Please ensure Javascript is enabled for purposes of website accessibility

C. Fraser Smith: Ready for a leader in Baltimore

After the fear and loathing generated by this year’s Republican primary circus, the race for mayor of Baltimore is a tonic.

Thirteen Democrats and 16 assorted other contenders are politely (for the most part) asking for a job that seems impossible, thankless and excruciating.

As if doubting their commitment, someone arranged a gauntlet of 40-plus forums and debates. And we still have a week or so to Primary Day, April 26.

Councilman Nick Mosby got out of the race Wednesday, but his less-than-winning position in the polls, not exhaustion, seemed to be the motivating force.

The contenders include one national star, DeRay McKesson, the blue-vested veteran of various campaigns, including “Black Lives Matter.” So far, the voters seem unimpressed. He’s been polling around 1 percent.

Exchanges on the debate/forum circuit have been, with rare exceptions, civil and illuminating. There have been what the newspapers like to call “sharp exchanges,” which are all to the good. (There’s been what the watchdog Common Cause views as Baltimore-style shenanigans – misleading leaflets – but for the most part they are out of keeping with this year’s general tone.)

Sometimes the term “negative campaigning” is overused or misused. Voters need to hear candidates challenging each other on important issues. If there is disagreement, all the better. Mayors will have to defend themselves and their policies. We deserve to see how they handle the inevitable criticism – and to see if they have the internal flexibility to deal with it.

Voters seem very much tuned in. They’re looking for help sorting out the players and the issues. They seem perfectly aware of the city’s plight.

The death of Freddie Gray one year ago threw the curtain back on a city in deep distress. The campaign could be – and should be – seen as a further delineation of where we stand. Were we sufficiently aware of Baltimore’s grinding poverty? Many of us were not. We weren’t living it.

Not knowing, James Baldwin said years ago, is not an excuse. It’s a crime.

What we need now is a blueprint for recovery. Whoever wins will need a clear mandate to try some difficult approaches. What does the winner have in mind for saving us from falling-down buildings, one of which literally killed a man a week or so ago? Others are dying in these conditions, if more slowly.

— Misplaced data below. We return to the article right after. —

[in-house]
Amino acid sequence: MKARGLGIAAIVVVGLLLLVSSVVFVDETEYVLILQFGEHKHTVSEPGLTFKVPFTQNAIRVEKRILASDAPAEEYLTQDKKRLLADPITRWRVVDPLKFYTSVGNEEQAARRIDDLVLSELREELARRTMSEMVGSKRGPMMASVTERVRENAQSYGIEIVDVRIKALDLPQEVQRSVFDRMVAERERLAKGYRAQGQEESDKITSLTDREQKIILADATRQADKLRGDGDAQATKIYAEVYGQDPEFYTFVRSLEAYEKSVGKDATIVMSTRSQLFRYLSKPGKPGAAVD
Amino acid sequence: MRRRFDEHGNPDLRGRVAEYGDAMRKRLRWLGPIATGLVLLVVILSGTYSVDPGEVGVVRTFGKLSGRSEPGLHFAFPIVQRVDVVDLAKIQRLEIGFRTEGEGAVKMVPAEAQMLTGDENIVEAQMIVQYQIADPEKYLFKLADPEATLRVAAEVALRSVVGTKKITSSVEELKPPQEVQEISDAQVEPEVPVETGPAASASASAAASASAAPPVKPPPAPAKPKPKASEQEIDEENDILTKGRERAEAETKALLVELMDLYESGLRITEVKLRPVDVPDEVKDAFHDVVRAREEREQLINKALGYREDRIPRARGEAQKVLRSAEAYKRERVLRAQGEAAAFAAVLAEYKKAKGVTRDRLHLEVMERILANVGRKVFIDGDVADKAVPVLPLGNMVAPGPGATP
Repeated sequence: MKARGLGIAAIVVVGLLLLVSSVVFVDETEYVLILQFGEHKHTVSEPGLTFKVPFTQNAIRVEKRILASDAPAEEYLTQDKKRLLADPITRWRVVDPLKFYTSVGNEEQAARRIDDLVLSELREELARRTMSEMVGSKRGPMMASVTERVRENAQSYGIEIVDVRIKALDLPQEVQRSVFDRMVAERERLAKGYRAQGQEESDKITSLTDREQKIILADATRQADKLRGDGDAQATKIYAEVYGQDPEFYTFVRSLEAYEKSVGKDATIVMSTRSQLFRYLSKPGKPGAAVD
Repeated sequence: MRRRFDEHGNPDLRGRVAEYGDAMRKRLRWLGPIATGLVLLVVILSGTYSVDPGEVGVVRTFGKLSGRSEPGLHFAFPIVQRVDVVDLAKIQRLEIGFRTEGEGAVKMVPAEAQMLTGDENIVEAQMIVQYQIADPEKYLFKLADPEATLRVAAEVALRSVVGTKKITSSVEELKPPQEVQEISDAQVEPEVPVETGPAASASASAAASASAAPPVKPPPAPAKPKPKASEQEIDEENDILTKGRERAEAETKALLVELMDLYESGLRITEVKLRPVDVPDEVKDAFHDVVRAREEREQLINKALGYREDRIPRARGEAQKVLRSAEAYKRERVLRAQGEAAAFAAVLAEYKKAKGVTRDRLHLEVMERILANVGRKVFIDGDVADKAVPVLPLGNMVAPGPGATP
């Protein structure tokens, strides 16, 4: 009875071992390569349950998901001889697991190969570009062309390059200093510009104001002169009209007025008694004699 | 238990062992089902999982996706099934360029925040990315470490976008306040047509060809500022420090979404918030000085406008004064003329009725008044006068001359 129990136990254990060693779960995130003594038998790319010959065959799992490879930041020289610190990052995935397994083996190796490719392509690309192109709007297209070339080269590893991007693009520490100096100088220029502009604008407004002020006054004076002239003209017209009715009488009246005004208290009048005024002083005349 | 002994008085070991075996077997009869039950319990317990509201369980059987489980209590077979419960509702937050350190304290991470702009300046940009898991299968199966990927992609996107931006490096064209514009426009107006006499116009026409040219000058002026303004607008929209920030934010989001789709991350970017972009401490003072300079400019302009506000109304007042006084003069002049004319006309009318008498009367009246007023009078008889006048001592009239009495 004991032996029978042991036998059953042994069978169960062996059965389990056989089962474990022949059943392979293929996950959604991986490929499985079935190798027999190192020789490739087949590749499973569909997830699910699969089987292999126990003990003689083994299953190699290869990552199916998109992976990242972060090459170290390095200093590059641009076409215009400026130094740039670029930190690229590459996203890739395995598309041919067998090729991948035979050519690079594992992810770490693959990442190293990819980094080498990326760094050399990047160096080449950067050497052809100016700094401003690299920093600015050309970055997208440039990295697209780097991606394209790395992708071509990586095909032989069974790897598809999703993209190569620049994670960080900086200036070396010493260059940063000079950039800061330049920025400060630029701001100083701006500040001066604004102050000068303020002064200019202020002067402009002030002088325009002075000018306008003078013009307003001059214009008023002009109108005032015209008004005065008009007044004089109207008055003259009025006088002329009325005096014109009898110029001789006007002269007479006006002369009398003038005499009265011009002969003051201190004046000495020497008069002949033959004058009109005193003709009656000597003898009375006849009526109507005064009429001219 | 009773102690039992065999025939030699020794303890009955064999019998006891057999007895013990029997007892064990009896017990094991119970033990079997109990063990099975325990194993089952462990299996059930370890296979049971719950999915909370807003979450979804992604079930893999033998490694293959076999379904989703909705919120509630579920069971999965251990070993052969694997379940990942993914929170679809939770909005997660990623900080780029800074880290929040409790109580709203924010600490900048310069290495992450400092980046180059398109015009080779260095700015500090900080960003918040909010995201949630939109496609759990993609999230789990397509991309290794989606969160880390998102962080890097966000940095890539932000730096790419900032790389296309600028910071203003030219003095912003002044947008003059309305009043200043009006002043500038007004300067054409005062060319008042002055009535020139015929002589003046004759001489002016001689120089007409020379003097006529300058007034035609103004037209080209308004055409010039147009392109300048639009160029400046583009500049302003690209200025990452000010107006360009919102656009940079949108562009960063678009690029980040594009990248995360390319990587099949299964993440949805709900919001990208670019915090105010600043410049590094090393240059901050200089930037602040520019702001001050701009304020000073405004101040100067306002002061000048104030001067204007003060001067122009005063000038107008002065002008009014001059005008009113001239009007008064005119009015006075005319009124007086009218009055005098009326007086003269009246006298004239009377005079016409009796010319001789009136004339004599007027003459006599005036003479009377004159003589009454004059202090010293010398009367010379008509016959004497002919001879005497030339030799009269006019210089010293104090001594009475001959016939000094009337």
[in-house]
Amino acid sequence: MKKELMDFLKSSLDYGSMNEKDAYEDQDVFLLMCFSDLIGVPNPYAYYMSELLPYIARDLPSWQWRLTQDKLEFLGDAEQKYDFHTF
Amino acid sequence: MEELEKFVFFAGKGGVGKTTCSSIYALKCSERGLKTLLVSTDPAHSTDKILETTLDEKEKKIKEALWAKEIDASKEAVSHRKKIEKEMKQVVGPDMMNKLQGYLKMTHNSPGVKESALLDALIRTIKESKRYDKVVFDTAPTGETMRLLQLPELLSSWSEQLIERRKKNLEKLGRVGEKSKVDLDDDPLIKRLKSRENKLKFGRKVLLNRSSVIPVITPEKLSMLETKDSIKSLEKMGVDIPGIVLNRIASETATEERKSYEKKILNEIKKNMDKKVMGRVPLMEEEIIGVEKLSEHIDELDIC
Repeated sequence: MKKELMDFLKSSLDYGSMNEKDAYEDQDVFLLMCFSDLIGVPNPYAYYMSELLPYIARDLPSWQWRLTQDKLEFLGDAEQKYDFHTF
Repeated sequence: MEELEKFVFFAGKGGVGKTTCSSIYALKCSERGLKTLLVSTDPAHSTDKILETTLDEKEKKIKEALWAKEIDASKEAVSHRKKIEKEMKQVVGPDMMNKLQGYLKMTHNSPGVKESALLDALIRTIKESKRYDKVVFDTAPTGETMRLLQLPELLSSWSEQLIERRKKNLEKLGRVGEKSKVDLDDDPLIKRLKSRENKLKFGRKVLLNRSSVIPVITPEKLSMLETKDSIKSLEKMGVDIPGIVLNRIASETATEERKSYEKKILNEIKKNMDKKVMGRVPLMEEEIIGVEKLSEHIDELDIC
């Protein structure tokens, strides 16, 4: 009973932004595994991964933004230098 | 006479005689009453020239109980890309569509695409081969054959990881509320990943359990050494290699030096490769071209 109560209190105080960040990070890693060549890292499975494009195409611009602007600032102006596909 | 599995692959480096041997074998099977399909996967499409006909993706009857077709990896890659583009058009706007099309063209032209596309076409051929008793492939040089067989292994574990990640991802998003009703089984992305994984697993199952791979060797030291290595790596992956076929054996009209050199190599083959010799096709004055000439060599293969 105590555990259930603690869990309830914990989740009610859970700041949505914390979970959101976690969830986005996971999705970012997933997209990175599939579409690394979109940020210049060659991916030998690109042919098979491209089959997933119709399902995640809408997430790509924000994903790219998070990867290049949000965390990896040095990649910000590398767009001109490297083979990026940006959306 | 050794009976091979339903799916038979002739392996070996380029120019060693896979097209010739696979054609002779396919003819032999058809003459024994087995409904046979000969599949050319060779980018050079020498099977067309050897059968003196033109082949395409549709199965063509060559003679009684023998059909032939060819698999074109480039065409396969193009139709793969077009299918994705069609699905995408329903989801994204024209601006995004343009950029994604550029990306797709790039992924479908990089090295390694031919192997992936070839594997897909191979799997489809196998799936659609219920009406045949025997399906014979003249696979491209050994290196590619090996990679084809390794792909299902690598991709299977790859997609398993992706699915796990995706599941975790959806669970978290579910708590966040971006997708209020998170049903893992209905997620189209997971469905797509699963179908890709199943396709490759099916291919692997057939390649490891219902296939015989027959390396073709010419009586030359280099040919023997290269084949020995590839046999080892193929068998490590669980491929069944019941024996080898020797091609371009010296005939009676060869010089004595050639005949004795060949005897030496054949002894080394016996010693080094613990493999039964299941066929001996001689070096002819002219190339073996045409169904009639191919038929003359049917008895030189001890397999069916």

The remarkably effective BUILD organization says Baltimore finally must face what it calls years of disinvestment. This means confronting what will surely be a generational effort to reach something like One Baltimore, the outgoing mayor’s rather tepid response to the looting and burning and poverty on display after Gray’s death.

And here’s one of the most intriguing aspects of the race. Endorsements by other political leaders will matter.

Councilwoman Mary Pat Clarke, well-known and respected, says Sheila Dixon is the best candidate. She steps past Dixon’s conviction on charges of embezzlement – to wit the misappropriation of gift cards meant for poor children. Dixon has apologized. Clarke says Dixon was a good mayor who got things done.

A countervailing endorsement came from Rep. Elijah E. Cummings, who declared his support for state Sen. Catherine Pugh. Pugh says it’s time for Baltimore to move out of the shadow of the past.

Time remains in this campaign for everyone to make a case. If things stay on the high road, odds of dealing with urgent issues will improve.

And one more thing: Kudos to the passionate Councilman Carl Stokes for a campaign moment of generosity and real concern for the city he wants to lead. Asked by Tom Hall of WYPR if there were a candidate who had the skill and credibility to bring the city together, Stokes said he thought any of his competitors could do that.

Stokes honored his opponents – and the voters. One of the candidates, black or white, could bring us together. And most of us, black or white, would follow.

I think this is called keeping the faith.

C. Fraser Smith is senior news analyst for WYPR. His column appears Fridays in The Daily Record. His email address is